Friday, February 17, 2017

Book Review: If You Were Here by Jennie Yabroff

The blurb as seen on Goodreads:
Release Date: January 2, 2017
Publisher: Merit Press
272 Pages

Is there a line between gifted and insane? How do you know if you've crossed it?

Tess was semi-successfully passing for normal before her mother's erratic behavior turned her into social cyanide. Now life is only bearable thanks to weekend 16 Candles and Oreo binges with her best (and only) friend, Tabitha. Then Tabitha inexplicably drops Tess, leaving her alone with her fears about her mother and the troubling visions that leave her shaking with dread. Before Tess can come to terms with this loss, a horrific tragedy occurs at school, and everyone is blaming her. Now, Tess must find answers, fast: What really happened that night at school? Is she responsible? And do her visions mean she has a gift of prophecy, or the same mental illness
that is stealing her mom?

Jennie Yabroff's debut novel touches on the meaning of friendship, loss, and mental illness. All of her life, Tess has known she was different. She was an outcast, a freak and she had one friend, Tabitha. After visiting her Grandmother over summer, Tess comes back to find that Tabitha has changed. She's no longer the frizzy haired, sister outcast that she was before. This new version of Tabitha is skinnier, tanner, and dresses like the popular girls at school. Not only that, she's dropped Tess in favor of those horrible popular girls. Feeling abandoned and alone, Tess dives further into herself. You see, no one but Tabitha knows what Tess has to deal with at home. Her mother is suffering from mental illness and her erratic behavior had Tess & her father constantly on high alert. Being able to escape to Tabitha's was Tess's only lifeline. Now she has no one. And then Tabitha dies.

Tess was a little hard for me to like. She's very abrasive and sometimes just not very nice. While complaining that she was alone and an outcast, she also made no effort to break out of that shell, at least not until forced to. She ran very hot and cold which is why for a majority of the book, I thought that Tess also suffered from some sort of mental illness. But all of this added up to a teenage girl who was dealing with things out of her control and was handling it the only way she knew how. Internally.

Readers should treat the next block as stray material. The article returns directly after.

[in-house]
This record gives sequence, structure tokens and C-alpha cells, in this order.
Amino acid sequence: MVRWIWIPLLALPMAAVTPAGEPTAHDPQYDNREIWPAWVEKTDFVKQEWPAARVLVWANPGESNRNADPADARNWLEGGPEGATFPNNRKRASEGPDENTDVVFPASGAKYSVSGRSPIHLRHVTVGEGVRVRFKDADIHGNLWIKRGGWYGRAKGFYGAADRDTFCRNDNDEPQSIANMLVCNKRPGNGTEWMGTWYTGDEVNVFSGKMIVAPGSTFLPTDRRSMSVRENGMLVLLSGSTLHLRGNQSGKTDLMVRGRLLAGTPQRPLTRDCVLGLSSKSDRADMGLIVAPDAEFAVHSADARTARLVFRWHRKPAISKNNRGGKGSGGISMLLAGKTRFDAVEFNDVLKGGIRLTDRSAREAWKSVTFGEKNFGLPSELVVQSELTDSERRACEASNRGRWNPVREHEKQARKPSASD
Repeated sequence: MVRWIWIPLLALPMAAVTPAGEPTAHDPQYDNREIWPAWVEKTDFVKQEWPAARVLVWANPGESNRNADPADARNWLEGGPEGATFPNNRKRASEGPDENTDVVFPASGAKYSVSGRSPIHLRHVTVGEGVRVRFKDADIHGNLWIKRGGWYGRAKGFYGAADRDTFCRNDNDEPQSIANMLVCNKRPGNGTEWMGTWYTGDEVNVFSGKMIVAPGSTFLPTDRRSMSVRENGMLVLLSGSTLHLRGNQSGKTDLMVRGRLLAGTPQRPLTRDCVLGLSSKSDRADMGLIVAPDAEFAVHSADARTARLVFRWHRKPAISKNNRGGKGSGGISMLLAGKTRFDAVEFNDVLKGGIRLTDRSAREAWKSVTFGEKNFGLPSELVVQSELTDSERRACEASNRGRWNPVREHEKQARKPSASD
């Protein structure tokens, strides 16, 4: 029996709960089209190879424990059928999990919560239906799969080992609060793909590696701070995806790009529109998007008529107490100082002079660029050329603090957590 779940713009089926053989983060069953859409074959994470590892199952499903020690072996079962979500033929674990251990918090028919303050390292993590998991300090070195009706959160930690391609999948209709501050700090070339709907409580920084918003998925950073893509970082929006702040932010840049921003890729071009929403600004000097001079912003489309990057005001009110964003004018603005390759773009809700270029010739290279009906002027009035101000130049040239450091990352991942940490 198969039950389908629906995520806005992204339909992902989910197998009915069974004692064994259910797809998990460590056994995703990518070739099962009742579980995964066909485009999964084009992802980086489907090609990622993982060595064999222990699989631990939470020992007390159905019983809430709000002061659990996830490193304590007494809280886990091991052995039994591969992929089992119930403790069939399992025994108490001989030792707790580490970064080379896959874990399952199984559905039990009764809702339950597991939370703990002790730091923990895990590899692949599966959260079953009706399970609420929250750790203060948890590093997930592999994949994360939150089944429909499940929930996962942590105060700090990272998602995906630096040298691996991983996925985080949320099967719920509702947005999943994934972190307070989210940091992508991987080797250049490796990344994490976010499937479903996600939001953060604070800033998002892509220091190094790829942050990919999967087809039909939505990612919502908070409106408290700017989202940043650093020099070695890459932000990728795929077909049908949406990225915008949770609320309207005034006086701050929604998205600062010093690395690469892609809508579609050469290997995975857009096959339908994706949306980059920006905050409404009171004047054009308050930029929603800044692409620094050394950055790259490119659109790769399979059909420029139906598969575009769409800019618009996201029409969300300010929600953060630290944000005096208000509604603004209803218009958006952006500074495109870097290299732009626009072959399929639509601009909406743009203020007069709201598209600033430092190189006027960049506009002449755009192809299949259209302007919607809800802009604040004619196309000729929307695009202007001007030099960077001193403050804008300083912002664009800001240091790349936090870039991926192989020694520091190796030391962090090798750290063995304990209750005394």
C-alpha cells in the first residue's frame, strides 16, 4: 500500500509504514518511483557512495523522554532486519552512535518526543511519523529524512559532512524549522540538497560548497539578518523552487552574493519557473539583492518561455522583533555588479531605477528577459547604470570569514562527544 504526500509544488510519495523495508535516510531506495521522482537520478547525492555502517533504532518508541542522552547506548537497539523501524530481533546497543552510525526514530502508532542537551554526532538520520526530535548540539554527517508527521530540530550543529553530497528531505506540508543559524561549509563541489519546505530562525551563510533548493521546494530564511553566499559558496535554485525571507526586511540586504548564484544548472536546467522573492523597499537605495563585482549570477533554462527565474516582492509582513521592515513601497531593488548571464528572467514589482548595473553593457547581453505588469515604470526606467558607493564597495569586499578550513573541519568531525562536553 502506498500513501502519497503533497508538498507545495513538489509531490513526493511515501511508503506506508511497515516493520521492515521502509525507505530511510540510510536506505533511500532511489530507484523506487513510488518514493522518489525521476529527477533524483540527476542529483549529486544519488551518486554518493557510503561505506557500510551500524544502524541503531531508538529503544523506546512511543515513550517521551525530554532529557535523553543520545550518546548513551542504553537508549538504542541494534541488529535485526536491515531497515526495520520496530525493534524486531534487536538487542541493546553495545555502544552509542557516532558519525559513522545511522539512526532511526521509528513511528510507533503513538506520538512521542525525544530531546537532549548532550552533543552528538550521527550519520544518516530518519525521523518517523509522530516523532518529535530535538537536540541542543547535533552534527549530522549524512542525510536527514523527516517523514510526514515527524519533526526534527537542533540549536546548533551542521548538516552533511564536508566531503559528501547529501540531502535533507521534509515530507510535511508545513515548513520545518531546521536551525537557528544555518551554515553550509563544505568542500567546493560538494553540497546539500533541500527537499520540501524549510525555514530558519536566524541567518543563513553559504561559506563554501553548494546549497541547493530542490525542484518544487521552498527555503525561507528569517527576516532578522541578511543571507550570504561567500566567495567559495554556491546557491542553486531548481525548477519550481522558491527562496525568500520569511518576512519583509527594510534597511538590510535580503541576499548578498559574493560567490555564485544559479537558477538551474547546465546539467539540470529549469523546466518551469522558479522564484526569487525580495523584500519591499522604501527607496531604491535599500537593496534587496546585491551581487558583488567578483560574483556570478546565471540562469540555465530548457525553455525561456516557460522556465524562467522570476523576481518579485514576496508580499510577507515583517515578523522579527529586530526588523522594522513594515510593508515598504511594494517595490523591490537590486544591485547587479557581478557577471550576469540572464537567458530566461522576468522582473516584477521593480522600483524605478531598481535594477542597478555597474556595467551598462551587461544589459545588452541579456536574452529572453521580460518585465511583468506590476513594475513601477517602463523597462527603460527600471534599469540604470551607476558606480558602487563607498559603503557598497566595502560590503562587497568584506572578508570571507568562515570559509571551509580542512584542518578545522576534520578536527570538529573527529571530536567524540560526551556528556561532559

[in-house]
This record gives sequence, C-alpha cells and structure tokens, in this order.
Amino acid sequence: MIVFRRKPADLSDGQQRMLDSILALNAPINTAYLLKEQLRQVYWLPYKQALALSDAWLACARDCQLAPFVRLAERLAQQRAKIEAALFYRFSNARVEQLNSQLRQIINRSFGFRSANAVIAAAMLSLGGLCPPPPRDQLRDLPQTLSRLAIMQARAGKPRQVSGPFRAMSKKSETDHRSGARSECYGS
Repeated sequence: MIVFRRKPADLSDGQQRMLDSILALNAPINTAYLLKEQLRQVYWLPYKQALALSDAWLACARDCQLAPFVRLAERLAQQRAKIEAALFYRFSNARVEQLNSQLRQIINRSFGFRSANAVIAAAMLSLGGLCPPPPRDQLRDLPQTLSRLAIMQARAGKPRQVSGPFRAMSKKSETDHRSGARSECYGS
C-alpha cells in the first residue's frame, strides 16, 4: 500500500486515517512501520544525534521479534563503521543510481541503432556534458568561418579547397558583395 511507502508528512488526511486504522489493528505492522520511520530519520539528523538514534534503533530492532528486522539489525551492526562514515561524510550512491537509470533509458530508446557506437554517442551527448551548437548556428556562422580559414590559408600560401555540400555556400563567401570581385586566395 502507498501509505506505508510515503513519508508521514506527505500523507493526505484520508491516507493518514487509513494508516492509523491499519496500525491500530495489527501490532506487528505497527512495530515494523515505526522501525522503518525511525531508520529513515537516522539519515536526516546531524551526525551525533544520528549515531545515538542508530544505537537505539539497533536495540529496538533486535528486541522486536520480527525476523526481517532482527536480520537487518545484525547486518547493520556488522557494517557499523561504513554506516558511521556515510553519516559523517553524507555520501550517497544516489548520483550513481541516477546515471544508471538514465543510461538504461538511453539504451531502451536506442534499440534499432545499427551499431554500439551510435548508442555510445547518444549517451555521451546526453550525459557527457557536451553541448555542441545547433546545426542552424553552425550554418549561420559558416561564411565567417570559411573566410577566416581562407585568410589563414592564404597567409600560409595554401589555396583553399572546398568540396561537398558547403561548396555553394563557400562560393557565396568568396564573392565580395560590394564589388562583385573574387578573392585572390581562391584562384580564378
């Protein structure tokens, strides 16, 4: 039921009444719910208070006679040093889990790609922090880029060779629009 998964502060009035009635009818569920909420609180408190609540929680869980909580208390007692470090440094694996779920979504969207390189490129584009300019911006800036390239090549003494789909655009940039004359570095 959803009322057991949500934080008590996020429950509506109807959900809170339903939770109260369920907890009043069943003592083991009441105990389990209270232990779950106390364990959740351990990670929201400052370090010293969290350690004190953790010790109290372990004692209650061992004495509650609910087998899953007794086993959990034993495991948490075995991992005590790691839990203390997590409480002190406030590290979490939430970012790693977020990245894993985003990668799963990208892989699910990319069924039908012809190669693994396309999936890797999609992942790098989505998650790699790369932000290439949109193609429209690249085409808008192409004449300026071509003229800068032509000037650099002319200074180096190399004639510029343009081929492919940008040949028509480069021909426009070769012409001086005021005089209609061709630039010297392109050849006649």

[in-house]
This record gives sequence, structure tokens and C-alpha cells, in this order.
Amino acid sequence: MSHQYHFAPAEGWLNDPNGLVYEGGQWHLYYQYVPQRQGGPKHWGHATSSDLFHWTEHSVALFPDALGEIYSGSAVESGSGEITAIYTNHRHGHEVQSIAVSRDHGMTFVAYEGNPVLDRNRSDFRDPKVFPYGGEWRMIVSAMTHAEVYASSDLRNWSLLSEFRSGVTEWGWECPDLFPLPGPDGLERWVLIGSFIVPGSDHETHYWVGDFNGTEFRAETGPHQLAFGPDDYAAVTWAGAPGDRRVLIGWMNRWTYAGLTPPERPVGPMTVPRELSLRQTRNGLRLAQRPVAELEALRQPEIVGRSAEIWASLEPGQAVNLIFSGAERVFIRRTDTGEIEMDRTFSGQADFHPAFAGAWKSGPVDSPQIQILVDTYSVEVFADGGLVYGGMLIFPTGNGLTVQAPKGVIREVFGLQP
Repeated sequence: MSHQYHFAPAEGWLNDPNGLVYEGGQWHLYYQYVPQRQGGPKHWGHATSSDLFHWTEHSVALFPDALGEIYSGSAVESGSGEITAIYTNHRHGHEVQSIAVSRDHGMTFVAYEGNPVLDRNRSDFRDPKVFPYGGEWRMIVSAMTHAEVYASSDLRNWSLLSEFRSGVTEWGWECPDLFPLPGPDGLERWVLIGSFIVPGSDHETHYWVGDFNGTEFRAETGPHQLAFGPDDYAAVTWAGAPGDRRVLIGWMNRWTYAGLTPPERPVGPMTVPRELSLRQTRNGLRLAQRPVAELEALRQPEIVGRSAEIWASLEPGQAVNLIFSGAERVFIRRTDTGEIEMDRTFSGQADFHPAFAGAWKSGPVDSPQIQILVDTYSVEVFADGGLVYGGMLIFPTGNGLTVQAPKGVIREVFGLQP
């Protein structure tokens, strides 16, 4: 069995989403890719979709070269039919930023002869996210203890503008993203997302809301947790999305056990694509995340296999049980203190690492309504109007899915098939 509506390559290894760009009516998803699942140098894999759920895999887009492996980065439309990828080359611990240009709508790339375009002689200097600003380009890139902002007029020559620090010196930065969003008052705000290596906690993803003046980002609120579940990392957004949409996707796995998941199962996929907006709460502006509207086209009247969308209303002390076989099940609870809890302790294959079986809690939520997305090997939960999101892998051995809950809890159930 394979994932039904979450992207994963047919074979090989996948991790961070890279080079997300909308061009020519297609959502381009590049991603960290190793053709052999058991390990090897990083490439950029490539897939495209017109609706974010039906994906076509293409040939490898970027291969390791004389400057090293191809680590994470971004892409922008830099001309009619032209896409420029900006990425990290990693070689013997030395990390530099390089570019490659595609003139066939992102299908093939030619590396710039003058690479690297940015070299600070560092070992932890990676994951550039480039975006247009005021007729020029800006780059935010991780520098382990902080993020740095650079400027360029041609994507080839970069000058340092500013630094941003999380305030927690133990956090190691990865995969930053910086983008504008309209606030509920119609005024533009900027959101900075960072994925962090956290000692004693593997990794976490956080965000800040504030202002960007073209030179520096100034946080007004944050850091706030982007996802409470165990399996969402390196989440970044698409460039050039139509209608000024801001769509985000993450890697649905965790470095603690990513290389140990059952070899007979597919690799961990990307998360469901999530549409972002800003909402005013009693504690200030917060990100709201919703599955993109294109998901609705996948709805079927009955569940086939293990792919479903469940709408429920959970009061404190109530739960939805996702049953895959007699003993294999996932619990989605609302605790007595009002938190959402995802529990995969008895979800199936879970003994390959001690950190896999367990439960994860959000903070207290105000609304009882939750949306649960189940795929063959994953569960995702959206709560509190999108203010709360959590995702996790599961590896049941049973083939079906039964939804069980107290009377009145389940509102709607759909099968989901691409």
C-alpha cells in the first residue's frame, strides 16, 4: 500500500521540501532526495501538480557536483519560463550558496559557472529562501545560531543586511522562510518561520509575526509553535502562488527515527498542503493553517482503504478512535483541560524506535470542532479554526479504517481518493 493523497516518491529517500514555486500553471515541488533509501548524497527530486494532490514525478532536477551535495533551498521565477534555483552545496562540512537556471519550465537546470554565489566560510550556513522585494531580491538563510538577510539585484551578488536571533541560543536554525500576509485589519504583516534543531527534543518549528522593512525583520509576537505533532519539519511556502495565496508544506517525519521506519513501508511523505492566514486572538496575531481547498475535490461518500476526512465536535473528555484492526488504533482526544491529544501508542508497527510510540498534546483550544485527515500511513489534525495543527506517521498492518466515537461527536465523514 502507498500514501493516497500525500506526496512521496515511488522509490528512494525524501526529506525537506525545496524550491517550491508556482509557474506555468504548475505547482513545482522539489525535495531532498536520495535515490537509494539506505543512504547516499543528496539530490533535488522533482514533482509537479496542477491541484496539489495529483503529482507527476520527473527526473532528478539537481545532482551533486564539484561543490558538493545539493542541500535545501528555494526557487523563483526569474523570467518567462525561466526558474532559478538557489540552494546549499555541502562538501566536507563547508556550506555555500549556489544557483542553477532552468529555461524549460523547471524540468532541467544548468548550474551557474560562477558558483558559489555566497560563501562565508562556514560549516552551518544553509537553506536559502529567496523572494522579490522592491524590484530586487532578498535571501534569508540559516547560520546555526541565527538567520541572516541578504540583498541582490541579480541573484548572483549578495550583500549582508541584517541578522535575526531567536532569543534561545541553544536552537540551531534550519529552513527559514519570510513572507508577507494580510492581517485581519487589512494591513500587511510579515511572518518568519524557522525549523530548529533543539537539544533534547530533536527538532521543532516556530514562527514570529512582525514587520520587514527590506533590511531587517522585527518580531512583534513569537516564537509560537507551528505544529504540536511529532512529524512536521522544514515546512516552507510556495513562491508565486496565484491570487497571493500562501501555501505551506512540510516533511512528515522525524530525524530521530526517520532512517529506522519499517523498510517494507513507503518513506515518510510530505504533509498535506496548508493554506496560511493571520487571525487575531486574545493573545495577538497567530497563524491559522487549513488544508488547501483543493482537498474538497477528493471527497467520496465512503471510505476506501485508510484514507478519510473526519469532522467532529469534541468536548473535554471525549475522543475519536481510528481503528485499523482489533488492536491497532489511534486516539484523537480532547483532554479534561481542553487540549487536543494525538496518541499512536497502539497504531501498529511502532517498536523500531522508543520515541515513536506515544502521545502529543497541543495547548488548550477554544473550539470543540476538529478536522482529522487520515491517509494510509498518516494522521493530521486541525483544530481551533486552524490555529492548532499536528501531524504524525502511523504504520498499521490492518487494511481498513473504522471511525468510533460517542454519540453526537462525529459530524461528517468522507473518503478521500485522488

Yabroff does a good job setting the high school scene. For a lot of people, memories from high school are not pleasant ones. The hierarchy's of the popular crowd down to the shunned are very distinctly defined. But Yabroff also emphasizes that what you are in high school doesn't necessarily define you. And I think that's a very important message.

I love a good mystery and so the circumstances surrounding Tabitha's death were intriguing and I found myself trying to solve the case before the secret was revealed. I thought I had it, but then was completely wrong.

However, there was one thing that just didn't sit well with me and that was the magical realism aspect. At first, I thought it was there for a different reason and I was all proud of myself for figuring out what the author was doing, but then I was wrong. And it was just an aspect that was never really explained in way that, for me, fit the story. It seemed to take it from this serious topic and move it into some parallel fantasy. I don't know. I saw some other reviews where people really liked that part, but it just didn't do it for me. Hence, the 3 Stars.

I received a copy of this novel from the publisher in exchange for an honest review.

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